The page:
Image Size & SEO


Search engine optimization can sometimes be daunting, and a little overwhelming, especially for people who aren’t “technical”, and don’t market for a living. You can sometimes see eyes start to glaze-over when terms like “alt”, “meta”, and “canonical” get thrown around in a planning session. But not everything involved in SEO is technical, and there’s a lot that you can do to optimize your site, without the need for an agency or an SEO expert.

You’ve probably heard that site speed is an increasingly important factor in organic search rankings. Google has not only made it clear that this is a “signal” used by its algorithm, but they’ve provided several tools that you can use to measure your site speed and the health of your site (more on that later). You may have also heard a lot of technical mumbo jumbo about Gzip compression, minifying CSS and JavaScript, removing render-blocking JS… Did we lose you yet?

Sure, all of those things are important. Very important. And you’ll want to engage an SEO expert to help with those. But what can someone who’s not very technical do to help with site speed, you ask? Well one of the largest offenders when it comes to slowing down how quickly a given page loads are all of the beautiful images that you’re using for your header, your product images, your blog images, etc. Just one of those images can easily surpass 1MB, so when you add three, four, or five of those images to a page, you’re quickly surpassing Google’s recommended maximum page size of 5MB.

How Big Is It?

There are a number of ways to determine how slowly your site is loading, or how large your images are. A couple of the best ways to monitor your site’s load speed are:

For individual images, you can check manually, by looking at the file size if you download it to your computer, or by using any of a number of Chrome plugins, which will also provide information about total file size.

Compression Options

Many designers will already compress images, particularly JPEGs, using Adobe Photoshop’s built in compression tool. The problem with depending solely on this tool is that as you reduce the quality slider and thus the image file size, you… well, you reduce the quality.

Photoshop JPEG quality

For instance, a standard JPEG that is 1529 x 1147 pixels, at a standard 72 dpi, is 1MB when saved at the maximum quality setting. That’s a pretty standard ratio for an image out-of-camera, and not too unusual for a hero image on a homepage.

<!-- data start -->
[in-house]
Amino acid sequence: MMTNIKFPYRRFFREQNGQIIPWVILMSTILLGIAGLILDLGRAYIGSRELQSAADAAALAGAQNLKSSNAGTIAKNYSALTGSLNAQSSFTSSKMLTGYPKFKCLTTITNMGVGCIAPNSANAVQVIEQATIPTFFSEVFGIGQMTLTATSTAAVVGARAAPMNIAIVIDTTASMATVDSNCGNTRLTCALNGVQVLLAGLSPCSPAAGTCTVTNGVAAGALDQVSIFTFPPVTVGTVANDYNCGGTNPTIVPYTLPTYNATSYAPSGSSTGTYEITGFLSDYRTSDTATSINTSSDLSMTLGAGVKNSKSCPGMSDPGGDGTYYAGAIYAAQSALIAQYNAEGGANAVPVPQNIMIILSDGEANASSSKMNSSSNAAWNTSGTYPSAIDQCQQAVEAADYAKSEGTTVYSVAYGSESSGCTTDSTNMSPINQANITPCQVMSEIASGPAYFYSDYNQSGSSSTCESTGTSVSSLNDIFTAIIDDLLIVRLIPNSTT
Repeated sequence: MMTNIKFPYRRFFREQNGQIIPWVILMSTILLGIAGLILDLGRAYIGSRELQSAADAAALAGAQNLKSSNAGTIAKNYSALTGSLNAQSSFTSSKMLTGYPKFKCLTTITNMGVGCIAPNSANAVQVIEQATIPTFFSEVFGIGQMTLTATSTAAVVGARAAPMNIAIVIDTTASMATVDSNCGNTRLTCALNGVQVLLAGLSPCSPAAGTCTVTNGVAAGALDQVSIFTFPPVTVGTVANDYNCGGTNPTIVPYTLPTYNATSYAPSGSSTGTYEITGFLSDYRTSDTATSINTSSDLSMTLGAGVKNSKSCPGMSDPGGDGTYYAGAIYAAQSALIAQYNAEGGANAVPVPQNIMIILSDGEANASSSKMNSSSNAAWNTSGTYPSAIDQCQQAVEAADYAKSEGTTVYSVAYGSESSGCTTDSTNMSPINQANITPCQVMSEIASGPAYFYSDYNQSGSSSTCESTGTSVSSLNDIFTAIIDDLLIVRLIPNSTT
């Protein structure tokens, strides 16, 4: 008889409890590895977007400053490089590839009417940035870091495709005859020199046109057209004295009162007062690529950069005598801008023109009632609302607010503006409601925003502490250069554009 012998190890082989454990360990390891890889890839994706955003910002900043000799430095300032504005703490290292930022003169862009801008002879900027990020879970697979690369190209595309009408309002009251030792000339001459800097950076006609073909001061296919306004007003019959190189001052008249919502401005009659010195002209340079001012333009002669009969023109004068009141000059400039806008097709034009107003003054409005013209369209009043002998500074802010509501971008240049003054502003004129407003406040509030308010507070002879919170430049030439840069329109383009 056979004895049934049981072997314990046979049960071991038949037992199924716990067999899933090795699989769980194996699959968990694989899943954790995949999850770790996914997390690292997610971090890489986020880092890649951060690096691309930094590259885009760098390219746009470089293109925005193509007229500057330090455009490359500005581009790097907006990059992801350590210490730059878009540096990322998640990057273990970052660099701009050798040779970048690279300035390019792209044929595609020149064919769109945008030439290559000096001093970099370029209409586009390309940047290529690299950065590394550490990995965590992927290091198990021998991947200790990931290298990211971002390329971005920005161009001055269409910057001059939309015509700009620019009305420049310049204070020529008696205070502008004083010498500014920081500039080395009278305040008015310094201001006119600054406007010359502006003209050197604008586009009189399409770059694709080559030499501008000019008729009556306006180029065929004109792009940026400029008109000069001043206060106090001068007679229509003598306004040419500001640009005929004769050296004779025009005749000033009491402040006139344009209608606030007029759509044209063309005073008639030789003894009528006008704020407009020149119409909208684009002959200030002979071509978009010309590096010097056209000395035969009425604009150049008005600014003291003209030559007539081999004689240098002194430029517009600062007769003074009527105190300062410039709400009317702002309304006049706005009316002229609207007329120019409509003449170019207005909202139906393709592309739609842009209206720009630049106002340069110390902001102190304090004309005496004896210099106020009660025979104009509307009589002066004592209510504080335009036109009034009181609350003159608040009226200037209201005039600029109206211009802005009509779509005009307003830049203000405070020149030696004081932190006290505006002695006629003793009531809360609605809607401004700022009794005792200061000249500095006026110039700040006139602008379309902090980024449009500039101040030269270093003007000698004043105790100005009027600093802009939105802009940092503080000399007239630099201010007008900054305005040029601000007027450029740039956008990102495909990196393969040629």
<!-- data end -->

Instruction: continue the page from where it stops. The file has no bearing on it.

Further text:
Most designers know that that size is pretty large for a website, and the common tactic is to reduce the quality slider. If you were to take the quality to 6, it would reduce the size of the image (in this case to 204KB), which is a significant size reduction. However, by reducing the quality, you’re adding pixelation, sometimes banding, and even color shifts in your image. Not a great option for a featured image.

However, if you use a compression tool, you can strip unneeded metadata from your image, without impacting the quality. In this scenario, we took the same image, compressed it using TinyJPG/TinyPNG, and ended up with a file that was 187KB, which is smaller than the image produced by lowering the quality slider, but without noticeably impacting the image.

JPEG Image Quality Example

There are a number of free compression tools available, some of which will compress PNG and JPEG images slightly better than others. We use a paid version of TinyJPG/TinyPNG because it has a handy Photoshop plugin. In no particular order, here are a few you may want to try:


Ok, so going back and compressing images for an already existing website can be kind of a time suck. And depending on the size of your site, particularly for retail sites, it can more than just a time suck, but a major investment in resources. But is it worth it? It most definitely is. Reducing the size of your images has a huge impact on your page load speeds, which impacts not only your user experience, but your organic search rankings. And of all the tactics for improving SEO, it’s one of the most approachable for the average SEO layperson. It doesn’t take expensive tools, it doesn’t need specific know-how, and hey, it’s something that would be a great project for an intern, at least on a small scale.

If you’d like to learn more about how you can improve your site’s performance and rankings, contact us today!

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